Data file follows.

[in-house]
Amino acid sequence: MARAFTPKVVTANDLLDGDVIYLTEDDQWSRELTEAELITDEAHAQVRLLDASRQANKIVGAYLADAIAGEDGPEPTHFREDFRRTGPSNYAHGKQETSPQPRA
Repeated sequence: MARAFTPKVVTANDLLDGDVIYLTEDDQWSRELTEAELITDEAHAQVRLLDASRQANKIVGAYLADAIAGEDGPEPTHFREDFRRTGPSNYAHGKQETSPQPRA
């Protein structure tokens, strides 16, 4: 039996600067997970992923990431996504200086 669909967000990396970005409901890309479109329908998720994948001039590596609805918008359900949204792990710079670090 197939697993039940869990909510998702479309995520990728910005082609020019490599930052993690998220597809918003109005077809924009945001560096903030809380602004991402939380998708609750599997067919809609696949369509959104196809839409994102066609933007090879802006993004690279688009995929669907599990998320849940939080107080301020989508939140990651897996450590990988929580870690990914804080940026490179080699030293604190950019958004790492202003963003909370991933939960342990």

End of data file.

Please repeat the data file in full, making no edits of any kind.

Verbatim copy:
[in-house]
Amino acid sequence: MARAFTPKVVTANDLLDGDVIYLTEDDQWSRELTEAELITDEAHAQVRLLDASRQANKIVGAYLADAIAGEDGPEPTHFREDFRRTGPSNYAHGKQETSPQPRA
Repeated sequence: MARAFTPKVVTANDLLDGDVIYLTEDDQWSRELTEAELITDEAHAQVRLLDASRQANKIVGAYLADAIAGEDGPEPTHFREDFRRTGPSNYAHGKQETSPQPRA
């Protein structure tokens, strides 16, 4: 039996600067997970992923990431996504200086 669909967000990396970005409901890309479109329908998720994948001039590596609805918008359900949204792990710079670090 197939697993039940869990909510998702479309995520990728910005082609020019490599930052993690998220597809918003109005077809924009945001560096903030809380602004991402939380998708609750599997067919809609696949369509959104196809839409994102066609933007090879802006993004690279688009995929669907599990998320849940939080107080301020989508939140990651897996450590990988929580870690990914804080940026490179080699030293604190950019958004790492202003963003909370991933939960342990």